Hopefully the Los Angeles Lakers still remember how to sound the alarm.
Panicking is often considered beneath the mighty Lakers, who have played decades of terror-free basketball and used near-flawless gambits to string 10 championship banners across the rafters since 1980.
But different, desperate times call for exceptional measures.
Visions of rekindling Showtime were destroyed last season, when Dwight Howard and Kobe Bryant failed to actualize championship expectations. It was Howard's eventual departure and Kobe's injury that ultimately put the nail in the coffin, prompting Los Angeles to stagger into this season worse for wear, longing for summer 2014.
The 2013-14 campaign, by Lakers standards, was lost. Maybe they could muster a playoff berth if Kobe came back healthy, Steve Nash and Pau Gasol remained healthy and miscellaneous role players performed majestic miracles, but that was their ceiling.
There was, and remains, no 17th championship to be won this year. That was always the reality, even before Kobe signed his extension. Eyes were fixated on this summer, when Carmelo Anthony and LeBron James could become available and the Lakers would spring into action.
Almost halfway through the season, though, the Lakers, already subjected to diminished expectations, are failing. Miserably.
Injuries ravaged the roster, restricting their potential, and the result—a 14-22 record—puts them six games outside the playoff picture, inching closer to the panic button they've desperately tried to avoid.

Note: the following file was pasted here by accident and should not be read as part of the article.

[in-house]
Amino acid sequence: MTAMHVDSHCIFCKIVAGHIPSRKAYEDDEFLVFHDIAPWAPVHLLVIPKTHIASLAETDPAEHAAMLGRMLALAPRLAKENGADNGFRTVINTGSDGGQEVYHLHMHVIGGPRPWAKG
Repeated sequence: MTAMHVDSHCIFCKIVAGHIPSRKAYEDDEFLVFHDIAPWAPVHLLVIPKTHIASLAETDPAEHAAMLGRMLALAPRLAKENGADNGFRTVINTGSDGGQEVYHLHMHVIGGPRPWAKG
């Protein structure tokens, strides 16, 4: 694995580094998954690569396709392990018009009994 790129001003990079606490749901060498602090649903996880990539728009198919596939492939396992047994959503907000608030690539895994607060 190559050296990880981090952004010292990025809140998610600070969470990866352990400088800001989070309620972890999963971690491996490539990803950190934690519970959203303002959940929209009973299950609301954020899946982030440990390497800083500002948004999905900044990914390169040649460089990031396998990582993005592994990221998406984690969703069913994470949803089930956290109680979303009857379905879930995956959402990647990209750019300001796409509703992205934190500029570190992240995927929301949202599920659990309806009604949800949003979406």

What Is the "Panic Button?"
It's a fair question.
These aren't last season's Lakers, projected to dethrone the Miami Heat and every other powerhouse standing in their way. Howard and Metta World Peace are gone, Nash's career is in jeopardy, Kobe is on the cusp of injury-prone, and general manager Mitch Kupchak gave coach Mike D'Antoni surfeits of stopgaps to slow the bleeding, not stop it entirely.
But they weren't supposed to fail like this.
After 36 games, it's reasonable to believe the playoffs are out of reach in a Western Conference that exposes weaknesses and swallows depleted and humdrum rosters whole.
What's to panic about, then?
Los Angeles still has cap space this summer, despite generously paying Kobe through 2015-16. The case can be made that the Lakers are right on schedule, enduring present heartache for future success.
Except they aren't. Not entirely. They're not completely investing in their future, because they haven't dealt with the elephant in the locker room—the one that comes bearing tanking labels.
For all their struggles, the Lakers aren't tanking, claiming said route is a preposterous one to traverse.
"It's the worst thing any team could do for their sport," Kupchak said of tanking, per the Los Angeles Times' Mike Bresnahan.
Because what the Lakers are doing is so much better, right?
Kupchak talks as if the Lakers haven't considered (completely) throwing in the towel, when they have. Those Andrew Bynum-for-Gasol talks didn't materialize out of thin air. The Lakers considered waving the white flag, nearly opting for financial savings over immediate adequacy.